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9 Dec 22 IASW Press Release – Social Workers Call for Radical Change to Address Crisis in Services

Social work is in the throes of a chronic and deepening crisis in relation to training, recruitment and retention of social work professionals; and those with whom we work are suffering as a result. There are too few social workers in Ireland to begin with; many of those in post are overburdened as a result of high staff turnover and unfilled vacancies; and there are too few student social workers in training to replace those leaving the profession, let alone to provide expanded social services required because of increasing populations, new legislation etc. The impact of all this is that those individuals, families and communities who need social work services, for whatever reason, are being restricted or denied that access. The Irish Association of Social Workers (IASW) has just published a scoping report on Training, Recruitment and Retention of Social Workers in Ireland, as a key step in addressing the relevant issues. IASW now calls on Government to take the necessary urgent steps to put strategic leadership, planning and other essential measures in place to deal with the problem.

Social work is the profession that supports people dealing with significant life challenges and facilitating positive change, as well as the profession of human rights and social justice. Speaking on the launch of the IASW scoping report, ahead of UN Human Rights Day, Vivian Geiran, Chairman of IASW stated:

We all know what the problems impacting social work are. They include a lack of even basic data, such as how many social workers there are, where they work and the numbers moving in and out of the profession in Ireland. There are too few social workers to provide existing services, let alone provide for expanded services in the future. We also urgently need a strategic plan for social workforce planning nationally. This will take a government decision to assign overall strategic responsibility for social work to one government department. Because social work services come under the remit of a number of government departments, strategic oversight is at best fragmented, at worst non-existent. There is a logic to the Department of Health being that coordinating department. Otherwise, we will continue to see the negative impact of the well-recognised problems continue and indeed worsen over the months and years ahead, in the form of waiting lists, unavailability of services and system failures.

The IASW’s Scoping Report on Social Work Training, Recruitment and Retention provides a comprehensive overview of the many current challenges faced by social workers and provides solutions for Government to act on an interim and long-term basis. These solutions include:

  • Provision of a greater number of social work training places in Ireland annually and taking steps to make social work an attractive profession, as well as attracting candidates with a wider diversity of life experience.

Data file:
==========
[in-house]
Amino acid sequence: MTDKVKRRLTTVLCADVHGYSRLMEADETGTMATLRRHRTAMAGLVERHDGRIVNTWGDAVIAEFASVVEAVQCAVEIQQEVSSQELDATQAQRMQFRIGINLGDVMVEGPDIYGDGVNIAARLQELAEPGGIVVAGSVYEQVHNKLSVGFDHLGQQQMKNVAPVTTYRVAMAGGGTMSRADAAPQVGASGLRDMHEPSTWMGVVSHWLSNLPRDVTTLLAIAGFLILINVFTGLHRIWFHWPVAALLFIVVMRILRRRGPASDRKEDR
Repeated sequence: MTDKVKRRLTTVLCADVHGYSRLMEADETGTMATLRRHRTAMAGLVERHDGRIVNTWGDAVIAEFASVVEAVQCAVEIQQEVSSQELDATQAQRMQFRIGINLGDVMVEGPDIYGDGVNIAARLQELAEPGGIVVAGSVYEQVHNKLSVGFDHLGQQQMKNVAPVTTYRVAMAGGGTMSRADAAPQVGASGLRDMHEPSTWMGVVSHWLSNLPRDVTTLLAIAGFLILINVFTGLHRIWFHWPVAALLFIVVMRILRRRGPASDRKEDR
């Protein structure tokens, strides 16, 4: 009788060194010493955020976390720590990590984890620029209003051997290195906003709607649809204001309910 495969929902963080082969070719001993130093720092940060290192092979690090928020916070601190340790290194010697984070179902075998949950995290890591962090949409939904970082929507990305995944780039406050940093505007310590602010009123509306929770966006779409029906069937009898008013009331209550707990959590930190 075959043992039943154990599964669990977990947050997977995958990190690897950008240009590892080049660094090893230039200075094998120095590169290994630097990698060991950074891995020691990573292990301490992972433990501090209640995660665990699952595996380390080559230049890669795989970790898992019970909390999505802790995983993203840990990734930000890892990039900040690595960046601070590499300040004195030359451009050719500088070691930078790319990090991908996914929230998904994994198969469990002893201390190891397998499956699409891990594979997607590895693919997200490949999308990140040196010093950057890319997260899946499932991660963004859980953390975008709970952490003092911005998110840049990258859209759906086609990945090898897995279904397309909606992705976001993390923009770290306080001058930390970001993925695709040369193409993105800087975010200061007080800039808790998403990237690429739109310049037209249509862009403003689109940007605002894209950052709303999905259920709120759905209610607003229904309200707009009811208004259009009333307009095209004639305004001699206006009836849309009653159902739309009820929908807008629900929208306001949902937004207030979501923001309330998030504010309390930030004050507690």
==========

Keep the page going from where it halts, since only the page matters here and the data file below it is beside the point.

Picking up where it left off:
• Reducing the cost of undertaking professional social work programmes and providing improved availability of grants and bursaries.  
  • The provision of a greater range of options for those wanting to pursue social work training, including part-time and distance learning options, and a wider range of post-qualifying courses.  
  • Need for increased access to practice placements for those in training.
  • A joined-up approach to operational social workforce planning and recruitment across relevant organisations. 
  • Improved induction, support and supervision, as well as access to Continuing Professional Development (CPD) particularly but not only for early-career social workers, so as to improve retention in the profession.
  • Research on why some social workers leave the profession and introduction of incentives to return to the profession.

Vivian Geiran emphasised that:

The overarching need, however, is for Government to identify a single department to be assigned clear responsibility for strategic direction, including workforce planning, in respect of the social work profession and the services they provide, with the clear mandate to ensure cross-sectoral cooperation necessary to link and deliver the appropriate solutions.

Notes for Editors:

  • Social work is one of the health and social care professions (HSCP) whose practitioners must be registered with CORU, the national HSCP professional registration body.
  • Social workers are key to the implementation of important government policies and legislation, working across Ireland with children, adults and families facing life challenges that may arise due to illness, mental health issues, disability, adult, and child protection needs, criminal behaviour, bereavement etc. They support people in crisis, helping them make the positive changes they want to see in their own lives. Social work is also the profession of human rights and social justice, identifying those barriers in our society that make life unequal and unfair for some people in our communities, and advocating for positive changes to address these barriers.
  • UN/International Human Rights Day is observed on 10 December each year – the day the United Nations adopted, in 1948, the Universal Declaration of Human Rights (UDHR), which proclaims ‘the inalienable rights that everyone is entitled to as a human being – regardless of race, colour, religion, sex, language, political or other opinion, national or social origin, property, birth or other status.’
  • The theme for UN Human Rights Day 2022 focuses on how rights are the beginning of peace within societies, and a way to create a fairer society for future generations.
  • The IASW’s Scoping Report on Recruitment and Retention of Social Workers will be available on the IASW website: 

IASW Spokesperson: Vivian Geiran (Chair, IASW) via office on 086 0241055